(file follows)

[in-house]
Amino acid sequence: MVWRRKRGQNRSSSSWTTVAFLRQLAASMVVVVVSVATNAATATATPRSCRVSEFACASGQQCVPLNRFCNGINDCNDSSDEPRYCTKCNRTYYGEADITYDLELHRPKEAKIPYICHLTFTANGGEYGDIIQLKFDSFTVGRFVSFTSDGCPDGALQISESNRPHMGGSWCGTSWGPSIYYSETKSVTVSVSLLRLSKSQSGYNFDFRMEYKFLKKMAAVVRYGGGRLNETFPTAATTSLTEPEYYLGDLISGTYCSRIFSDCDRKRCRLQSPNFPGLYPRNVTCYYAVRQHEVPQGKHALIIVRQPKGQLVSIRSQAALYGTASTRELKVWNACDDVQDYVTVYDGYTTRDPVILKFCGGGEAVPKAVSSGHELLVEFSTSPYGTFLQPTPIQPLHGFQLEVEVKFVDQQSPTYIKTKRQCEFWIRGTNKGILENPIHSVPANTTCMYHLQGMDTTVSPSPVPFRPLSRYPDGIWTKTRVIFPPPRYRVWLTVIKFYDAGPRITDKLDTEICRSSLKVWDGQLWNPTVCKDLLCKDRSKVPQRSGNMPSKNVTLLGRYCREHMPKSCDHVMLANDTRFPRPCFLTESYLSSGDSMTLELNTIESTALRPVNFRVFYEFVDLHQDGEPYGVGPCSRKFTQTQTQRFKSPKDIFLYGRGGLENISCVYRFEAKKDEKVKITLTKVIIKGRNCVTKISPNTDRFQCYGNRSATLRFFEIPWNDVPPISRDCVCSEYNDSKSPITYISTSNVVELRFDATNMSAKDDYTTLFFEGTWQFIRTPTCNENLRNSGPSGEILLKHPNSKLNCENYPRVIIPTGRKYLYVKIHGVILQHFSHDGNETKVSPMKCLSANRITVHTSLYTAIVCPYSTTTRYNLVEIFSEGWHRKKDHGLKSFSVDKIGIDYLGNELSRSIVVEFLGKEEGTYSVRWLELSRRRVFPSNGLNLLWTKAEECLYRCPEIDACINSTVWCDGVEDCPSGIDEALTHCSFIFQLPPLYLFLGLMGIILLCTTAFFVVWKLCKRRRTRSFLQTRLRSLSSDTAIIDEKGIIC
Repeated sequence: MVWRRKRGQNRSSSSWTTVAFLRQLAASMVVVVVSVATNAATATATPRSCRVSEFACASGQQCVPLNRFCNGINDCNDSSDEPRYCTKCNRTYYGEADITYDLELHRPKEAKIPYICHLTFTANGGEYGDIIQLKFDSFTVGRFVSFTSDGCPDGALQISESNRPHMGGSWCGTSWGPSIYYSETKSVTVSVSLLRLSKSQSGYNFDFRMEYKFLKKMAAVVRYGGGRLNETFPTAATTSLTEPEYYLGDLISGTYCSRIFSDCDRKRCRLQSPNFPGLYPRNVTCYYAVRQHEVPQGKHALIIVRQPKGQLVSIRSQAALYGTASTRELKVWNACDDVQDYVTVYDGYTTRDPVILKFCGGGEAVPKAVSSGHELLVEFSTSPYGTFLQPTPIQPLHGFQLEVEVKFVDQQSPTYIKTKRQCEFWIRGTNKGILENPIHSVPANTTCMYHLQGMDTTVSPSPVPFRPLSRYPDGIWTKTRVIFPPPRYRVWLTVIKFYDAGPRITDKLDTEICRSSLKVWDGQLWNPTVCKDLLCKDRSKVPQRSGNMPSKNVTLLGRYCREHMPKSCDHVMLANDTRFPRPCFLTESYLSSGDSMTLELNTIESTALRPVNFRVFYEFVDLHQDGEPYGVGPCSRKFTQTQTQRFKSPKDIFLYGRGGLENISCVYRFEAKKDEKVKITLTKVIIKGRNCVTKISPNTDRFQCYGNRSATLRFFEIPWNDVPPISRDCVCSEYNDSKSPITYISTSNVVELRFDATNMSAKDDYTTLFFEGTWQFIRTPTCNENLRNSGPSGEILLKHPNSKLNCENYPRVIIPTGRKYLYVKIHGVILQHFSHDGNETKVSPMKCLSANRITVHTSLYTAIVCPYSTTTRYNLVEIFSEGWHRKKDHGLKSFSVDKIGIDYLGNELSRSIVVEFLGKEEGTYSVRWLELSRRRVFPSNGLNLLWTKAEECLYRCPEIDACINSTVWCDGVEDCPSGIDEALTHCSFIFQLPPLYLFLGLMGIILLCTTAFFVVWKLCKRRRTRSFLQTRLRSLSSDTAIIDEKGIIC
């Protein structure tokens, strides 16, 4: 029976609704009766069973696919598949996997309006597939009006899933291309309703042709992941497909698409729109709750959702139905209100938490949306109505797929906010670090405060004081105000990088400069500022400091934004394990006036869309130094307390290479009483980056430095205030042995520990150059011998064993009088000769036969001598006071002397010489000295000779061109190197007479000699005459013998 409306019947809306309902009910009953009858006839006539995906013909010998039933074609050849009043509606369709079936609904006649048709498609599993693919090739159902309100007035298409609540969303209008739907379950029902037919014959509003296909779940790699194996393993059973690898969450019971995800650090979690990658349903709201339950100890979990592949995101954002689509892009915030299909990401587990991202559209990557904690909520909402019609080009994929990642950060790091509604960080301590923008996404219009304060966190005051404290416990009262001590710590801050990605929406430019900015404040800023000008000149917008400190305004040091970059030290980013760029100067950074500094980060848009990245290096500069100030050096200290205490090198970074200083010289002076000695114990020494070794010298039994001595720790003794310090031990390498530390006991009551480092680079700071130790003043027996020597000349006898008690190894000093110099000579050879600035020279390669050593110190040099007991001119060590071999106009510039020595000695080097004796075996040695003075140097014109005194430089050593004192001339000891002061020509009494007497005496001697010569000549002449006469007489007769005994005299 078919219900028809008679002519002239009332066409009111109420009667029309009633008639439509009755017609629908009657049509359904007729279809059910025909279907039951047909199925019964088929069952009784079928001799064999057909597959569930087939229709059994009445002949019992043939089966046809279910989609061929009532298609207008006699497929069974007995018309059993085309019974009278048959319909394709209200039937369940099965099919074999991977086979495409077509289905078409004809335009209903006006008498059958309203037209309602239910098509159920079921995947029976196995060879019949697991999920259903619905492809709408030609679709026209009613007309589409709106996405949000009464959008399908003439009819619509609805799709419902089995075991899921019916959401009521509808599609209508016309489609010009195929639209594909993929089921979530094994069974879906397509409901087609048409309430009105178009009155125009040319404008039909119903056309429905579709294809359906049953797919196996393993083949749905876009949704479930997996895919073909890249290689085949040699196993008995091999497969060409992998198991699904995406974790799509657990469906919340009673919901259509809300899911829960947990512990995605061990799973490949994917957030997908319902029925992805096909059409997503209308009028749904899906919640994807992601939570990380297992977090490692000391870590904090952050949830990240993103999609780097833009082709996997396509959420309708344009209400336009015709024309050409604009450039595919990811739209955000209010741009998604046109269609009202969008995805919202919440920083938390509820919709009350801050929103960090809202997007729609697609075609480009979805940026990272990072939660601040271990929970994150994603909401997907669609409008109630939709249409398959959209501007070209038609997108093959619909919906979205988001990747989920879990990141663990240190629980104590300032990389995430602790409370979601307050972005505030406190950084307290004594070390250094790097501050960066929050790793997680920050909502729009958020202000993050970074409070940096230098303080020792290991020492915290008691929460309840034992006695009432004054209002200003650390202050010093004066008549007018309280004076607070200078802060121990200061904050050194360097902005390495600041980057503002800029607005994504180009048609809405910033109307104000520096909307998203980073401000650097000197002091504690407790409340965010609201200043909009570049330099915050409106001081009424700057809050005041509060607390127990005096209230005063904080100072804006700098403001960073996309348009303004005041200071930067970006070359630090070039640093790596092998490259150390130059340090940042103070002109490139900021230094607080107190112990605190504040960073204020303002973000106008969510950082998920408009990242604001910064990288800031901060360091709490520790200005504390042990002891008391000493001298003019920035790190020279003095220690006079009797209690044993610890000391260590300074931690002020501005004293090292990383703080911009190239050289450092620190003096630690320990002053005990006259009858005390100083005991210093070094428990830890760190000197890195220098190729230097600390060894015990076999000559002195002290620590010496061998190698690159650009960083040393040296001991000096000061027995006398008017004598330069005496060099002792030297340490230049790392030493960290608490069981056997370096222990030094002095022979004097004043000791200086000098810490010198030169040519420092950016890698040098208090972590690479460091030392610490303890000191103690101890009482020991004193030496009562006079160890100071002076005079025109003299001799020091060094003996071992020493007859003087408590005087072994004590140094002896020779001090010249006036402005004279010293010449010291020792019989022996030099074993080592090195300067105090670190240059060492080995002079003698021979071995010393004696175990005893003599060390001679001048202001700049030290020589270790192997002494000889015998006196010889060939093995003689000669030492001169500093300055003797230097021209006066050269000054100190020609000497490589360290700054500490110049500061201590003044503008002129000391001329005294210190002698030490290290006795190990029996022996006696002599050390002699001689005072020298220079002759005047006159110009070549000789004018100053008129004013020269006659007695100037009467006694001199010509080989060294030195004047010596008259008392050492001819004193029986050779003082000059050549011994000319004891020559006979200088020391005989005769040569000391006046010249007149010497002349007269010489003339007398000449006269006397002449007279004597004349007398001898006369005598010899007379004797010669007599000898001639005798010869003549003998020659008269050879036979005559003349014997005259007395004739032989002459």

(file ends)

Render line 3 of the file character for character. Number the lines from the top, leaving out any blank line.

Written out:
Repeated sequence: MVWRRKRGQNRSSSSWTTVAFLRQLAASMVVVVVSVATNAATATATPRSCRVSEFACASGQQCVPLNRFCNGINDCNDSSDEPRYCTKCNRTYYGEADITYDLELHRPKEAKIPYICHLTFTANGGEYGDIIQLKFDSFTVGRFVSFTSDGCPDGALQISESNRPHMGGSWCGTSWGPSIYYSETKSVTVSVSLLRLSKSQSGYNFDFRMEYKFLKKMAAVVRYGGGRLNETFPTAATTSLTEPEYYLGDLISGTYCSRIFSDCDRKRCRLQSPNFPGLYPRNVTCYYAVRQHEVPQGKHALIIVRQPKGQLVSIRSQAALYGTASTRELKVWNACDDVQDYVTVYDGYTTRDPVILKFCGGGEAVPKAVSSGHELLVEFSTSPYGTFLQPTPIQPLHGFQLEVEVKFVDQQSPTYIKTKRQCEFWIRGTNKGILENPIHSVPANTTCMYHLQGMDTTVSPSPVPFRPLSRYPDGIWTKTRVIFPPPRYRVWLTVIKFYDAGPRITDKLDTEICRSSLKVWDGQLWNPTVCKDLLCKDRSKVPQRSGNMPSKNVTLLGRYCREHMPKSCDHVMLANDTRFPRPCFLTESYLSSGDSMTLELNTIESTALRPVNFRVFYEFVDLHQDGEPYGVGPCSRKFTQTQTQRFKSPKDIFLYGRGGLENISCVYRFEAKKDEKVKITLTKVIIKGRNCVTKISPNTDRFQCYGNRSATLRFFEIPWNDVPPISRDCVCSEYNDSKSPITYISTSNVVELRFDATNMSAKDDYTTLFFEGTWQFIRTPTCNENLRNSGPSGEILLKHPNSKLNCENYPRVIIPTGRKYLYVKIHGVILQHFSHDGNETKVSPMKCLSANRITVHTSLYTAIVCPYSTTTRYNLVEIFSEGWHRKKDHGLKSFSVDKIGIDYLGNELSRSIVVEFLGKEEGTYSVRWLELSRRRVFPSNGLNLLWTKAEECLYRCPEIDACINSTVWCDGVEDCPSGIDEALTHCSFIFQLPPLYLFLGLMGIILLCTTAFFVVWKLCKRRRTRSFLQTRLRSLSSDTAIIDEKGIIC